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Closing of Greasewood Flat marks end of an era in Scottsdale

SCOTTSDALE, Ariz. — This week marks the end of an era in north Scottsdale.

Greasewood Flat is shutting down.

Owner Justin Cavalliere’s grandfather, Doc Cavalliere opened the restaurant in 1975 in what was then a remote desert area of north Scottsdale along Alma School Road, north of Happy Valley Road.

“My grandpa was a product of the old west,” said Justin. “He was born in Scottsdale in 1916, and truly embodied the West. You can’t help but think of the West when you come to Greasewood Flat.”

The place has an outdoor dance floor, rustic wagons, corrals, old cars and more. Justin has owned the place for six years, but Greasewood Flat will close on Tuesday night.

“We wanted to keep operating, but there were some issues when my grandfather died, and we did not control the land,” said Justin. “A trustee bank controlled the land, and they sold the land (to developers) against our wishes.”

One of the things Greasewood Flat is famous for are the dollar bills that customers have hung from the ceiling over the years. Justin said there’s a story behind the bucks.

“The dollar bills started this way. You could come in and say ‘times are pretty good.'” He said. “You could write your name on the dollar and put it behind the bar, so that when times were bad, you’d have a dollar to buy a drink.”

Those bills will be raffled off as part of an auction, which will be held on April 11. Estimates on how much money is hanging from the ceiling and walls range from $2,000 to $10,000. You can buy a raffle ticket at the restaurant through Tuesday night.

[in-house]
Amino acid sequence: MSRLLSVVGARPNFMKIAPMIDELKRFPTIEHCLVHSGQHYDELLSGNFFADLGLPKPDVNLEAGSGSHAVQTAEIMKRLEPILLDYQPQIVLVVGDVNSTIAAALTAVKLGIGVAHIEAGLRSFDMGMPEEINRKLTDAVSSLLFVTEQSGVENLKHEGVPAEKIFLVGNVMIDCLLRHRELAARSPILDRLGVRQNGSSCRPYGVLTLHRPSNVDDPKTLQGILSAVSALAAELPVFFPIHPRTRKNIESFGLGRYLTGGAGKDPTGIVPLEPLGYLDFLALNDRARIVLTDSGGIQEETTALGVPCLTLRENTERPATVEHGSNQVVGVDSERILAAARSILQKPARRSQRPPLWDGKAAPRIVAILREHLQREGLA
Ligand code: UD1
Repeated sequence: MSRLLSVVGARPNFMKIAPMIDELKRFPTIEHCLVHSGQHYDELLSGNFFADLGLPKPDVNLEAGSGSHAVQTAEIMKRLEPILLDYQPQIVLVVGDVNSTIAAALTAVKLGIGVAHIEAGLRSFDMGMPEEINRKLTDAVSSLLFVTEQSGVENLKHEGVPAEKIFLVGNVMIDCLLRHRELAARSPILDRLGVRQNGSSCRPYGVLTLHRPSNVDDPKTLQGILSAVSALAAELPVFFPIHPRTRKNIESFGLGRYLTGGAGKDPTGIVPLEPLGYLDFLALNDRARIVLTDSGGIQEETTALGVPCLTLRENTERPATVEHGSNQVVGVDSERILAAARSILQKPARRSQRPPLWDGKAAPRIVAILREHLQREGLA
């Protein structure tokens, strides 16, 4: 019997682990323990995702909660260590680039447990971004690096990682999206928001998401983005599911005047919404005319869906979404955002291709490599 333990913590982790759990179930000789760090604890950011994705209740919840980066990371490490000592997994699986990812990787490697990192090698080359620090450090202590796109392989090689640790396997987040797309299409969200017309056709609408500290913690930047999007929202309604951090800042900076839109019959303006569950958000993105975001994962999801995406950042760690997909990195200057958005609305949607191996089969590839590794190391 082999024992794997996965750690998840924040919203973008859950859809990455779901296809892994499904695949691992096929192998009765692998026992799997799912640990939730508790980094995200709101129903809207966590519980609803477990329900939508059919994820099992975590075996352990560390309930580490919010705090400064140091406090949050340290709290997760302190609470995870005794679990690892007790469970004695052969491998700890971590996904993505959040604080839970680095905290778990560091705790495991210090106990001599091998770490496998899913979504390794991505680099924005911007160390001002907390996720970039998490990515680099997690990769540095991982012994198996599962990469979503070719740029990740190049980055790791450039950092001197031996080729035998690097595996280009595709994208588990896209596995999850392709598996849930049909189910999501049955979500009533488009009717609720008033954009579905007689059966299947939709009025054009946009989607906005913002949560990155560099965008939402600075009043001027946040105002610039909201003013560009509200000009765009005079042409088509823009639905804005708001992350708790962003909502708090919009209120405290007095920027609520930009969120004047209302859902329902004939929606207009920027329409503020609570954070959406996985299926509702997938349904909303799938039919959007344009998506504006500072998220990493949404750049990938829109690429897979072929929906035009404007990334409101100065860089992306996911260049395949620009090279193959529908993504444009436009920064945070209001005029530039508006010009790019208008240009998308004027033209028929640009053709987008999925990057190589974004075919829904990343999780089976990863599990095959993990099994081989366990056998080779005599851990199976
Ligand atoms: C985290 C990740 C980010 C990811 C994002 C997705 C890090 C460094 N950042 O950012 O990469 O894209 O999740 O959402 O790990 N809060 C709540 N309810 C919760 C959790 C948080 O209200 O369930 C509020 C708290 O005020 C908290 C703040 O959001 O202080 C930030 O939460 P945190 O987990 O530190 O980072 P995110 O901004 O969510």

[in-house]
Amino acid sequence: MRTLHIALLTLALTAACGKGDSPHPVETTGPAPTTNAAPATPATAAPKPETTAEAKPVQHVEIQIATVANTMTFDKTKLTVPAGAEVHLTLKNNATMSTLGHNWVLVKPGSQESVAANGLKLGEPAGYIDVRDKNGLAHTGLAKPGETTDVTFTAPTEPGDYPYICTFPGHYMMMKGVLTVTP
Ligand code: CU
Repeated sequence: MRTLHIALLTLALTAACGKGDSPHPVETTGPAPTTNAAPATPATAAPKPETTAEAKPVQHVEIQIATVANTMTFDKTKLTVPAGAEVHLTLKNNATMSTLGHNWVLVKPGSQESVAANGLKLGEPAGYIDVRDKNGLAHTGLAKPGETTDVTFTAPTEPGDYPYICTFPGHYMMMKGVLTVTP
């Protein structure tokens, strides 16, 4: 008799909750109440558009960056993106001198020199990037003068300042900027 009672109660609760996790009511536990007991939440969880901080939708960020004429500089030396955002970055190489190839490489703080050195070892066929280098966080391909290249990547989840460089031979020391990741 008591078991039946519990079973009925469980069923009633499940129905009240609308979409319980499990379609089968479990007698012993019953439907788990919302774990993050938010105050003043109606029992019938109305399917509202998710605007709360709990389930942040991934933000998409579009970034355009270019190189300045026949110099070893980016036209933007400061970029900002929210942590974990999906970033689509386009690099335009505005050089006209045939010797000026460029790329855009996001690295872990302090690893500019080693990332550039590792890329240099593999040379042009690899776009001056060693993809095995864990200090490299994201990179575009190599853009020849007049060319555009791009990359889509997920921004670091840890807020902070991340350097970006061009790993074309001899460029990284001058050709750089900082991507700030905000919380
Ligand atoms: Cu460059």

All kinds of other Greasewood Flat equipment and memorabilia will be sold at the auction.

The restaurant plans to “brand” all of its’ tables with the words “Greasewood Flat” and sell them in the auction. All of the proceeds from the auction will benefit Phoenix Children’s Hospital. Bidding registration and more information is available online.

Justin Cavalliere stresses that the family is not selling the business. It is retaining the rights to the name Greasewood Flat, and would like to reopen the restaurant in another location.

“I don’t know that it will be in Scottsdale. It may be somewhere in northern Arizona,” he said. “It would be kind of fun to tuck it away again (in a remote area away from a city). Kind of like my Grandpa did when it first opened, where it was kind of more of a destination before the city encroached up here and built all of these houses.”

Justin said he is going to miss all of the wonderful people that have come in to the place over the years. But he is also ready for the future.

“I’m really going to miss this place. It’s hard for me to talk about it, because it has been my whole life,” he said.

“But you have to push forward. If you live in the past, you’re never going to get anywhere.”